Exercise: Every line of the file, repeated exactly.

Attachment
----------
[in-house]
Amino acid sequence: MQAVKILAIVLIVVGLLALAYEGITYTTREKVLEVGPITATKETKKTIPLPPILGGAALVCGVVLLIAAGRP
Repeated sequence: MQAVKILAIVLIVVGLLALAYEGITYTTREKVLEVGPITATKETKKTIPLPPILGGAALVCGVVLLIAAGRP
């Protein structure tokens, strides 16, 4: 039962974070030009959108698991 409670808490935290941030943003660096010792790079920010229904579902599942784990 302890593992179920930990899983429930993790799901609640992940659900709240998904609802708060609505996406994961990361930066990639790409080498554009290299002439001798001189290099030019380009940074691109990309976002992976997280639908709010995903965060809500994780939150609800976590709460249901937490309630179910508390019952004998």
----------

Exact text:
[in-house]
Amino acid sequence: MQAVKILAIVLIVVGLLALAYEGITYTTREKVLEVGPITATKETKKTIPLPPILGGAALVCGVVLLIAAGRP
Repeated sequence: MQAVKILAIVLIVVGLLALAYEGITYTTREKVLEVGPITATKETKKTIPLPPILGGAALVCGVVLLIAAGRP
């Protein structure tokens, strides 16, 4: 039962974070030009959108698991 409670808490935290941030943003660096010792790079920010229904579902599942784990 302890593992179920930990899983429930993790799901609640992940659900709240998904609802708060609505996406994961990361930066990639790409080498554009290299002439001798001189290099030019380009940074691109990309976002992976997280639908709010995903965060809500994780939150609800976590709460249901937490309630179910508390019952004998």